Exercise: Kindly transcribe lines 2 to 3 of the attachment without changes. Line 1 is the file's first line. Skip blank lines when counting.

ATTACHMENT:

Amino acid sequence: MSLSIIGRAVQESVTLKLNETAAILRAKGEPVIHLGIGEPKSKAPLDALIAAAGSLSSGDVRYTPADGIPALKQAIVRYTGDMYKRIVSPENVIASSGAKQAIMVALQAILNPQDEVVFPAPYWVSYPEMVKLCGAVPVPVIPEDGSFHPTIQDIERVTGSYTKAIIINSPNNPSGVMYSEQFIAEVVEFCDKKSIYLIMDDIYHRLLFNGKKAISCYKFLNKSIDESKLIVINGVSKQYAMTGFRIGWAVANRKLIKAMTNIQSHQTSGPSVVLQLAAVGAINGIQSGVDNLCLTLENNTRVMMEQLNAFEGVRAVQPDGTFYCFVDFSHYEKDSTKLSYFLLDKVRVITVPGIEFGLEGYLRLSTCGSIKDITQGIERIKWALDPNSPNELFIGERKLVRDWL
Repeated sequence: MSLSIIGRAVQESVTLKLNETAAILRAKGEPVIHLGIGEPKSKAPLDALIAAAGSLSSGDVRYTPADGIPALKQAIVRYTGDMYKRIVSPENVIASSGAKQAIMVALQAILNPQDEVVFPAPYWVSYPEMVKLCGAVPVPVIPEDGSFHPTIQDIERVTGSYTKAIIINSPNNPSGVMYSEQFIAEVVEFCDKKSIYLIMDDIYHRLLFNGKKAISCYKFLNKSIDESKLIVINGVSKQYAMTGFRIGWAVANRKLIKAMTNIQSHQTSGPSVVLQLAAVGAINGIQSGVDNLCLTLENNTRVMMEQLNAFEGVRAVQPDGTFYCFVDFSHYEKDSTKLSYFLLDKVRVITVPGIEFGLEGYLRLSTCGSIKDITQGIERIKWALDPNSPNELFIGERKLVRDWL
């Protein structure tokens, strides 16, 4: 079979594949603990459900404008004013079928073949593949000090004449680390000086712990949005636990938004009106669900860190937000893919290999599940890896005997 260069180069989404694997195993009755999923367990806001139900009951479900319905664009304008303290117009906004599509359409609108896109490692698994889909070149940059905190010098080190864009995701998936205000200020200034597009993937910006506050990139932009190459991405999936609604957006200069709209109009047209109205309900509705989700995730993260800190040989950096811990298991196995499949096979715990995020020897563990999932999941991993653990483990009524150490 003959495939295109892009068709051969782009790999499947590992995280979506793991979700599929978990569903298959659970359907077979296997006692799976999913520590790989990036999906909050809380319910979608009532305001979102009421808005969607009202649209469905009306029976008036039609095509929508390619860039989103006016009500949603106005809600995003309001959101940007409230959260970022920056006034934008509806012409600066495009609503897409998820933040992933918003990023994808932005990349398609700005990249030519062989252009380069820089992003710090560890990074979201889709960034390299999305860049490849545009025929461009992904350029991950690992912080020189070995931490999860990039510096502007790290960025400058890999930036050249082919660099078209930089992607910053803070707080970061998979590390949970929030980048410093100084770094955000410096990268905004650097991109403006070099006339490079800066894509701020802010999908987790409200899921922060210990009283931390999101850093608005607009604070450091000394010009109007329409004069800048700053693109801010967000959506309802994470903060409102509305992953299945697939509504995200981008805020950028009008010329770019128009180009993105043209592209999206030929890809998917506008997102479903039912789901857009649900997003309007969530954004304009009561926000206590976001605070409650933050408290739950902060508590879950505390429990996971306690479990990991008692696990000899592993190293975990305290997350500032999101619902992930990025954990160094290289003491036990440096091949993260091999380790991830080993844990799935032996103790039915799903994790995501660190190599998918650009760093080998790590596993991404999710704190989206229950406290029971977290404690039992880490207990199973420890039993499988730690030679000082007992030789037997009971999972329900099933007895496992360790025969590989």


Repeated sequence: MSLSIIGRAVQESVTLKLNETAAILRAKGEPVIHLGIGEPKSKAPLDALIAAAGSLSSGDVRYTPADGIPALKQAIVRYTGDMYKRIVSPENVIASSGAKQAIMVALQAILNPQDEVVFPAPYWVSYPEMVKLCGAVPVPVIPEDGSFHPTIQDIERVTGSYTKAIIINSPNNPSGVMYSEQFIAEVVEFCDKKSIYLIMDDIYHRLLFNGKKAISCYKFLNKSIDESKLIVINGVSKQYAMTGFRIGWAVANRKLIKAMTNIQSHQTSGPSVVLQLAAVGAINGIQSGVDNLCLTLENNTRVMMEQLNAFEGVRAVQPDGTFYCFVDFSHYEKDSTKLSYFLLDKVRVITVPGIEFGLEGYLRLSTCGSIKDITQGIERIKWALDPNSPNELFIGERKLVRDWL
């Protein structure tokens, strides 16, 4: 079979594949603990459900404008004013079928073949593949000090004449680390000086712990949005636990938004009106669900860190937000893919290999599940890896005997 260069180069989404694997195993009755999923367990806001139900009951479900319905664009304008303290117009906004599509359409609108896109490692698994889909070149940059905190010098080190864009995701998936205000200020200034597009993937910006506050990139932009190459991405999936609604957006200069709209109009047209109205309900509705989700995730993260800190040989950096811990298991196995499949096979715990995020020897563990999932999941991993653990483990009524150490 003959495939295109892009068709051969782009790999499947590992995280979506793991979700599929978990569903298959659970359907077979296997006692799976999913520590790989990036999906909050809380319910979608009532305001979102009421808005969607009202649209469905009306029976008036039609095509929508390619860039989103006016009500949603106005809600995003309001959101940007409230959260970022920056006034934008509806012409600066495009609503897409998820933040992933918003990023994808932005990349398609700005990249030519062989252009380069820089992003710090560890990074979201889709960034390299999305860049490849545009025929461009992904350029991950690992912080020189070995931490999860990039510096502007790290960025400058890999930036050249082919660099078209930089992607910053803070707080970061998979590390949970929030980048410093100084770094955000410096990268905004650097991109403006070099006339490079800066894509701020802010999908987790409200899921922060210990009283931390999101850093608005607009604070450091000394010009109007329409004069800048700053693109801010967000959506309802994470903060409102509305992953299945697939509504995200981008805020950028009008010329770019128009180009993105043209592209999206030929890809998917506008997102479903039912789901857009649900997003309007969530954004304009009561926000206590976001605070409650933050408290739950902060508590879950505390429990996971306690479990990991008692696990000899592993190293975990305290997350500032999101619902992930990025954990160094290289003491036990440096091949993260091999380790991830080993844990799935032996103790039915799903994790995501660190190599998918650009760093080998790590596993991404999710704190989206229950406290029971977290404690039992880490207990199973420890039993499988730690030679000082007992030789037997009971999972329900099933007895496992360790025969590989």